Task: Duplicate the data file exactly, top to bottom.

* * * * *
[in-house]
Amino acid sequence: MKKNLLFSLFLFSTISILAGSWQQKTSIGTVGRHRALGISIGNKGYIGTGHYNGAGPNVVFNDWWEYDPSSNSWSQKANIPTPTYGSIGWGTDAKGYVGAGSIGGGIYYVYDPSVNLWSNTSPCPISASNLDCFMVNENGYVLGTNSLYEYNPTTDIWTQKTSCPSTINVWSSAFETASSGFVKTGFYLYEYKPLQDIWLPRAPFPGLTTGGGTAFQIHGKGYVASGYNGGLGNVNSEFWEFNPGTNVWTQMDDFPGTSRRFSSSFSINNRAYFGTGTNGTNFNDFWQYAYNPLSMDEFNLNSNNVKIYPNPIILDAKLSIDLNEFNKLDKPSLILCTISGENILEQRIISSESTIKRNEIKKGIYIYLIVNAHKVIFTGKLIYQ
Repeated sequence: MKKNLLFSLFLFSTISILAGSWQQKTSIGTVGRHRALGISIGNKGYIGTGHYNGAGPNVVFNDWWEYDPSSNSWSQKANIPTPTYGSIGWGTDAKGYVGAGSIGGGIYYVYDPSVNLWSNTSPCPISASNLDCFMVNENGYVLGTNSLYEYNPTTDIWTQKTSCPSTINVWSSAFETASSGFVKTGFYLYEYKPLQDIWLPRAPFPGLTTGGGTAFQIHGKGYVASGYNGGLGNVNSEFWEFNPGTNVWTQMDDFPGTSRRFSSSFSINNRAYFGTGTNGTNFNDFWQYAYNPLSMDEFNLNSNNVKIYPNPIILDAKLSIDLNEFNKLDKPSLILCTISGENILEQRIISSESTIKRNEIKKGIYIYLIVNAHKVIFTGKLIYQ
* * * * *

[in-house]
Amino acid sequence: MKKNLLFSLFLFSTISILAGSWQQKTSIGTVGRHRALGISIGNKGYIGTGHYNGAGPNVVFNDWWEYDPSSNSWSQKANIPTPTYGSIGWGTDAKGYVGAGSIGGGIYYVYDPSVNLWSNTSPCPISASNLDCFMVNENGYVLGTNSLYEYNPTTDIWTQKTSCPSTINVWSSAFETASSGFVKTGFYLYEYKPLQDIWLPRAPFPGLTTGGGTAFQIHGKGYVASGYNGGLGNVNSEFWEFNPGTNVWTQMDDFPGTSRRFSSSFSINNRAYFGTGTNGTNFNDFWQYAYNPLSMDEFNLNSNNVKIYPNPIILDAKLSIDLNEFNKLDKPSLILCTISGENILEQRIISSESTIKRNEIKKGIYIYLIVNAHKVIFTGKLIYQ
Repeated sequence: MKKNLLFSLFLFSTISILAGSWQQKTSIGTVGRHRALGISIGNKGYIGTGHYNGAGPNVVFNDWWEYDPSSNSWSQKANIPTPTYGSIGWGTDAKGYVGAGSIGGGIYYVYDPSVNLWSNTSPCPISASNLDCFMVNENGYVLGTNSLYEYNPTTDIWTQKTSCPSTINVWSSAFETASSGFVKTGFYLYEYKPLQDIWLPRAPFPGLTTGGGTAFQIHGKGYVASGYNGGLGNVNSEFWEFNPGTNVWTQMDDFPGTSRRFSSSFSINNRAYFGTGTNGTNFNDFWQYAYNPLSMDEFNLNSNNVKIYPNPIILDAKLSIDLNEFNKLDKPSLILCTISGENILEQRIISSESTIKRNEIKKGIYIYLIVNAHKVIFTGKLIYQ